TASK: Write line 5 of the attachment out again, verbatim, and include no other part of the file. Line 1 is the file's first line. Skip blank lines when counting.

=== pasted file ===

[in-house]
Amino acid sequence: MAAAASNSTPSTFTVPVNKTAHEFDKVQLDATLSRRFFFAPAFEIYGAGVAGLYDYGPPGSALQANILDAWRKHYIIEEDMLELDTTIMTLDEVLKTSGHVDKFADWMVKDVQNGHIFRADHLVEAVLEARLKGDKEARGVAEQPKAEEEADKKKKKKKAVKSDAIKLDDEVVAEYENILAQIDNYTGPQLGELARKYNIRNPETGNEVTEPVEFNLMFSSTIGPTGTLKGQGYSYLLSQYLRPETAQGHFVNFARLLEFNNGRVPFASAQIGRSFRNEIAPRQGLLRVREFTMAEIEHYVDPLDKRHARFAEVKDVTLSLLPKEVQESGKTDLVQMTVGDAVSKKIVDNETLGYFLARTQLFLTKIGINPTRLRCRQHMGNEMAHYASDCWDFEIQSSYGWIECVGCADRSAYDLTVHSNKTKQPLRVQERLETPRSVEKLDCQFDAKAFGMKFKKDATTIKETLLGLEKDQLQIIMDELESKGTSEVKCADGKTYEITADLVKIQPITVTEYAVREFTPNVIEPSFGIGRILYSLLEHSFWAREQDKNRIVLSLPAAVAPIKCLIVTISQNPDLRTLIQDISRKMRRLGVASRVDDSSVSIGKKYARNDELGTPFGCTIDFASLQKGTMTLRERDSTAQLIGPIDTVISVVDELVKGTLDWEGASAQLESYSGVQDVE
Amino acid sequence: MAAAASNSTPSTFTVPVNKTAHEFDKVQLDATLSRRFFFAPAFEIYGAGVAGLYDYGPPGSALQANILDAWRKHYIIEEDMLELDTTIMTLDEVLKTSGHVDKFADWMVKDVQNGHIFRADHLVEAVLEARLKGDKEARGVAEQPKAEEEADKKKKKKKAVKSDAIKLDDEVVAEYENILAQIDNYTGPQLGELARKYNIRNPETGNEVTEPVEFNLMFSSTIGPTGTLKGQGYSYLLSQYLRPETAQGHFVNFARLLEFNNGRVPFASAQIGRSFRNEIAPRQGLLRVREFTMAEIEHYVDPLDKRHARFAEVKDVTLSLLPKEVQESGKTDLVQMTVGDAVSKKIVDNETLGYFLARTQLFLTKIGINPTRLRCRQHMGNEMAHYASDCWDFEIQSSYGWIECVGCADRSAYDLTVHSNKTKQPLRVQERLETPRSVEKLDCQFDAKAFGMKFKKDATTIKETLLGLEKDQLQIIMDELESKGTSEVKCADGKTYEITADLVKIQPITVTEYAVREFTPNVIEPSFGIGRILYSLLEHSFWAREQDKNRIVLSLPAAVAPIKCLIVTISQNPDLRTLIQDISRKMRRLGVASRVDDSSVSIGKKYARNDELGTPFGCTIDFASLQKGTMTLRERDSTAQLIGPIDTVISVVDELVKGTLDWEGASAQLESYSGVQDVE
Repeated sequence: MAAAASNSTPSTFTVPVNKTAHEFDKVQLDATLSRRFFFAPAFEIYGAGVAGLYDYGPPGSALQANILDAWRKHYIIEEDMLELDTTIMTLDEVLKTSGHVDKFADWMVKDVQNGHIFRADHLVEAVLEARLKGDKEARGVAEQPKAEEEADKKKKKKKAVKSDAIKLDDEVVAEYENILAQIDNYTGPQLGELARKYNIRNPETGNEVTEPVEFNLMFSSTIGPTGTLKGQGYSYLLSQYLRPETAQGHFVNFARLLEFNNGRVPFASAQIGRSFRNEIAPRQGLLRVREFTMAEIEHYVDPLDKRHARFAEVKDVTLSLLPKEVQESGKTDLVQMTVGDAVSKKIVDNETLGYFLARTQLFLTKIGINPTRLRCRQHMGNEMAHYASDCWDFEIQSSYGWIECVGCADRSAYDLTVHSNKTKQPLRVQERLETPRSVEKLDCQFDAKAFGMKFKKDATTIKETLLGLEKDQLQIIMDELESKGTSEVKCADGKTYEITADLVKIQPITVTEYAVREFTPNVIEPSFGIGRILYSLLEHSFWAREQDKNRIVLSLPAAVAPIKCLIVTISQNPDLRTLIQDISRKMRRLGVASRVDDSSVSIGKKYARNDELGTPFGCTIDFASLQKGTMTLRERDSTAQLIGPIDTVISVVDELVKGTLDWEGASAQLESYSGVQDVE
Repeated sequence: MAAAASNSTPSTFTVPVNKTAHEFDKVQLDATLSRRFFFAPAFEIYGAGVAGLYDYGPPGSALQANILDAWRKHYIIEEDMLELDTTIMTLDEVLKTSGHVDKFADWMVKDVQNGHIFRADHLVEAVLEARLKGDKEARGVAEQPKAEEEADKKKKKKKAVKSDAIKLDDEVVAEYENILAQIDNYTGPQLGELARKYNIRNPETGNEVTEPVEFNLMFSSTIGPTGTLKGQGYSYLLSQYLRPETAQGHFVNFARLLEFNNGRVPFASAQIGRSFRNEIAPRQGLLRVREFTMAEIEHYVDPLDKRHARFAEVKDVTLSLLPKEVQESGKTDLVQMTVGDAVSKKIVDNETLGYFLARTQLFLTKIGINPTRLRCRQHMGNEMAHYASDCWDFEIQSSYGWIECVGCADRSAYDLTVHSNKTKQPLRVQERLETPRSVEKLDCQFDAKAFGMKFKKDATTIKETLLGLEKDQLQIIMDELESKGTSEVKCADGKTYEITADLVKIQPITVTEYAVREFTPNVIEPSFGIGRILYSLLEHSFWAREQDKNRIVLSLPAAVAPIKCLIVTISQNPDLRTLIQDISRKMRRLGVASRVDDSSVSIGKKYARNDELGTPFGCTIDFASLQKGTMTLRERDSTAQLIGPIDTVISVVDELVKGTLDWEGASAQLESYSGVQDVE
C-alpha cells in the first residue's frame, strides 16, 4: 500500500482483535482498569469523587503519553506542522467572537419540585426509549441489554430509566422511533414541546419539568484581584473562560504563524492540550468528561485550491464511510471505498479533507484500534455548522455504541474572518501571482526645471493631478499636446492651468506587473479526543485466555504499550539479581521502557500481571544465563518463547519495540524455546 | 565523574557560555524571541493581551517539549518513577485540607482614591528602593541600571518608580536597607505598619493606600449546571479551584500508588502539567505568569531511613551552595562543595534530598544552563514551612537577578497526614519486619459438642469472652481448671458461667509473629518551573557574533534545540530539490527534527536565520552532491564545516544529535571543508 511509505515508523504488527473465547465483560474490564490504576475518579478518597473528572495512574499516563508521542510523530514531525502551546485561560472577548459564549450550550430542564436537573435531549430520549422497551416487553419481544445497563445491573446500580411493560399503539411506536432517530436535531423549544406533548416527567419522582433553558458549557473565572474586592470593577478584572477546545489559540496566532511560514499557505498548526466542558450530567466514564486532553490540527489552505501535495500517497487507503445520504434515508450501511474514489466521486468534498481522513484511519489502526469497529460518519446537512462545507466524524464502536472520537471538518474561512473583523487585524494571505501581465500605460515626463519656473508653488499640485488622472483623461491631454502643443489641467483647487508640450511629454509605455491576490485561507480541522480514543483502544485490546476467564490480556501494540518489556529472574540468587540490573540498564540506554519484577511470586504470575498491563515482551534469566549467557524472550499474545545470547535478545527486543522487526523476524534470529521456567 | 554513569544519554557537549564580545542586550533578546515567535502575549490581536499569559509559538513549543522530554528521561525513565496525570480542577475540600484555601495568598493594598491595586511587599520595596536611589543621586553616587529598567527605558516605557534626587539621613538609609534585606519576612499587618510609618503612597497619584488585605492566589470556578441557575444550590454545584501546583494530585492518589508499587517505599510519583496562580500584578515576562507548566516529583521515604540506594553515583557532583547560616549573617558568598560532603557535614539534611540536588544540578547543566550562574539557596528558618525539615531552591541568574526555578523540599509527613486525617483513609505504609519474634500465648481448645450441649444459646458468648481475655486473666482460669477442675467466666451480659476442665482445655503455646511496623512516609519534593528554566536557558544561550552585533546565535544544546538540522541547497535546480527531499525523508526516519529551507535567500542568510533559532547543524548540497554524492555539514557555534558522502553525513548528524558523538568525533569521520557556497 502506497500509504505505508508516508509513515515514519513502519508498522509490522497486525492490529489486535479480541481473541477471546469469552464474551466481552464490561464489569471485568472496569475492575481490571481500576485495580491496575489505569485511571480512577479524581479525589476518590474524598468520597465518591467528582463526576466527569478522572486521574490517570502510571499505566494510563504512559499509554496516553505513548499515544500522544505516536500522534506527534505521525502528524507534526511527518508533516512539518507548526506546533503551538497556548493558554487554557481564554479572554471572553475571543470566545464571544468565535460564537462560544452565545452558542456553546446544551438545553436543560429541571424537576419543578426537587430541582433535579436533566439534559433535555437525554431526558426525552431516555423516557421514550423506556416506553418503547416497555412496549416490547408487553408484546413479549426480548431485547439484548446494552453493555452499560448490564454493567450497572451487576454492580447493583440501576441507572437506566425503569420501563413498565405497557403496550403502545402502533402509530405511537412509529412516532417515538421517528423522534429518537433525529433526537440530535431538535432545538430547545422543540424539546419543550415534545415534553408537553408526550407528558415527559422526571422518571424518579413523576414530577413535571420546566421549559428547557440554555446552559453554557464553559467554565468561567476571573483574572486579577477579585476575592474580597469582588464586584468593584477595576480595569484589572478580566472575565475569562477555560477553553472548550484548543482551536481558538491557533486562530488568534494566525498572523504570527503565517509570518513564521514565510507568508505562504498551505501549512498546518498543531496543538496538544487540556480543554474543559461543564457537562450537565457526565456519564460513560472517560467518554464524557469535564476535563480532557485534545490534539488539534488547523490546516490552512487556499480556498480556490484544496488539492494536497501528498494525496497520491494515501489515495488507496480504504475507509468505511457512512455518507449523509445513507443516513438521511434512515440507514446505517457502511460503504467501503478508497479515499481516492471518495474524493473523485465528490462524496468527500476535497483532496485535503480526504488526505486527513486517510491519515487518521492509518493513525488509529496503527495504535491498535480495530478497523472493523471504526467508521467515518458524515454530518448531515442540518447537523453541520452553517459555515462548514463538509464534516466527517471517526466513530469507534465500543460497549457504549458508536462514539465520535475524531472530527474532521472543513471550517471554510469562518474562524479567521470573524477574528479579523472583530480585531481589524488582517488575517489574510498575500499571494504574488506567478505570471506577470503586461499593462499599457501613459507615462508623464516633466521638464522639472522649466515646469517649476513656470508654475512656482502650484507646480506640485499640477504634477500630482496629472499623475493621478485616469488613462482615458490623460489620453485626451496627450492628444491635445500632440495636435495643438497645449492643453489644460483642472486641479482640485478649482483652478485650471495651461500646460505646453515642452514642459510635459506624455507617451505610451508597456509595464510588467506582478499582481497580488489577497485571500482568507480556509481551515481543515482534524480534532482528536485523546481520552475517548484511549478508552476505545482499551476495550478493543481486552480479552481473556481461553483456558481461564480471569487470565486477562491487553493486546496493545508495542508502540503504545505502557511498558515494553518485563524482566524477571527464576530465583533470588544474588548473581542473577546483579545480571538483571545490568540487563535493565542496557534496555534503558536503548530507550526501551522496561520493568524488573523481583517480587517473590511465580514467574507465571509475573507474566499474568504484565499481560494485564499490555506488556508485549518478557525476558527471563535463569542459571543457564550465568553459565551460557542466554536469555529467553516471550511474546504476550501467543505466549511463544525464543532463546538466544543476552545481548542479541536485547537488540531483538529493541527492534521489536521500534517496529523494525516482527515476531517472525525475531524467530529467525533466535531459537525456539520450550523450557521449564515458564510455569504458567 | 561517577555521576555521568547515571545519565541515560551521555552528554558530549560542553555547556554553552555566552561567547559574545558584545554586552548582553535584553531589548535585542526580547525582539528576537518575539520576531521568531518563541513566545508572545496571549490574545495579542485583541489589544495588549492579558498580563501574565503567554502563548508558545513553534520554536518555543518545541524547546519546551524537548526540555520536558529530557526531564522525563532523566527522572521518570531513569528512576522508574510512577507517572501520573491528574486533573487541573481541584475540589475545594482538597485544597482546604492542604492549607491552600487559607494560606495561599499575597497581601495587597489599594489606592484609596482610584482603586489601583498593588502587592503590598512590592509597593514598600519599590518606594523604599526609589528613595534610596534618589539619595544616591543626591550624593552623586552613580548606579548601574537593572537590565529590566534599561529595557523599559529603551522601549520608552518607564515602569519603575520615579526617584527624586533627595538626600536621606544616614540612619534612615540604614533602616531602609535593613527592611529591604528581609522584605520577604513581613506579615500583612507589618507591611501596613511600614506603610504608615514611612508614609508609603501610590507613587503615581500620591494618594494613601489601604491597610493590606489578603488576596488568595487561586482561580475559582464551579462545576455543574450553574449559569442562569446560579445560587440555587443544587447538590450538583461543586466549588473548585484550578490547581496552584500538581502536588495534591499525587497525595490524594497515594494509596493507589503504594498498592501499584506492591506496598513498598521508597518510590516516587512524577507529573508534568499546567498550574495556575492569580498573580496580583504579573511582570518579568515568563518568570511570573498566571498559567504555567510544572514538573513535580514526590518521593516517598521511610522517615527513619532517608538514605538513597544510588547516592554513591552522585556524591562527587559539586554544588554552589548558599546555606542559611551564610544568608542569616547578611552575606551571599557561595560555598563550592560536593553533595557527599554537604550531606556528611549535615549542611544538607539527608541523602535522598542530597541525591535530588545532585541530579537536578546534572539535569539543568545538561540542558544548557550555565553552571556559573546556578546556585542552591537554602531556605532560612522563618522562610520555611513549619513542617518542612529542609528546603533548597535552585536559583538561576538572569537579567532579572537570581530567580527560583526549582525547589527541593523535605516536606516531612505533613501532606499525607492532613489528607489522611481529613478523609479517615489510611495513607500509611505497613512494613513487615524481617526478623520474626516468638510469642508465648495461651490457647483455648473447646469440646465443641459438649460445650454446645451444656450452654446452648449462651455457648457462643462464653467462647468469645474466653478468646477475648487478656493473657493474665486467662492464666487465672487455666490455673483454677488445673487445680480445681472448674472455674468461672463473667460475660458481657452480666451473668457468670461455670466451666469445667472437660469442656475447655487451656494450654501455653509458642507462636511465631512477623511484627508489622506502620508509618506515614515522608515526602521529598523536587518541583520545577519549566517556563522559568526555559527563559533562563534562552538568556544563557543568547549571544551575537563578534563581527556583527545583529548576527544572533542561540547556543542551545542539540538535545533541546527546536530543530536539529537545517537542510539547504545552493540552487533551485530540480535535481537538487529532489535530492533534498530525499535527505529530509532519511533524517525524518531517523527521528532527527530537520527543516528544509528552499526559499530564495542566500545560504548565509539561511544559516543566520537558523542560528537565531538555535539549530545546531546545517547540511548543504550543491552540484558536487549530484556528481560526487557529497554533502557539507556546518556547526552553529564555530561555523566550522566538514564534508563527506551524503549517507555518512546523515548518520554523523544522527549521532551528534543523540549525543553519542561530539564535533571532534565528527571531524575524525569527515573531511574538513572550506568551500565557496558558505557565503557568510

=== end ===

Repeated sequence: MAAAASNSTPSTFTVPVNKTAHEFDKVQLDATLSRRFFFAPAFEIYGAGVAGLYDYGPPGSALQANILDAWRKHYIIEEDMLELDTTIMTLDEVLKTSGHVDKFADWMVKDVQNGHIFRADHLVEAVLEARLKGDKEARGVAEQPKAEEEADKKKKKKKAVKSDAIKLDDEVVAEYENILAQIDNYTGPQLGELARKYNIRNPETGNEVTEPVEFNLMFSSTIGPTGTLKGQGYSYLLSQYLRPETAQGHFVNFARLLEFNNGRVPFASAQIGRSFRNEIAPRQGLLRVREFTMAEIEHYVDPLDKRHARFAEVKDVTLSLLPKEVQESGKTDLVQMTVGDAVSKKIVDNETLGYFLARTQLFLTKIGINPTRLRCRQHMGNEMAHYASDCWDFEIQSSYGWIECVGCADRSAYDLTVHSNKTKQPLRVQERLETPRSVEKLDCQFDAKAFGMKFKKDATTIKETLLGLEKDQLQIIMDELESKGTSEVKCADGKTYEITADLVKIQPITVTEYAVREFTPNVIEPSFGIGRILYSLLEHSFWAREQDKNRIVLSLPAAVAPIKCLIVTISQNPDLRTLIQDISRKMRRLGVASRVDDSSVSIGKKYARNDELGTPFGCTIDFASLQKGTMTLRERDSTAQLIGPIDTVISVVDELVKGTLDWEGASAQLESYSGVQDVE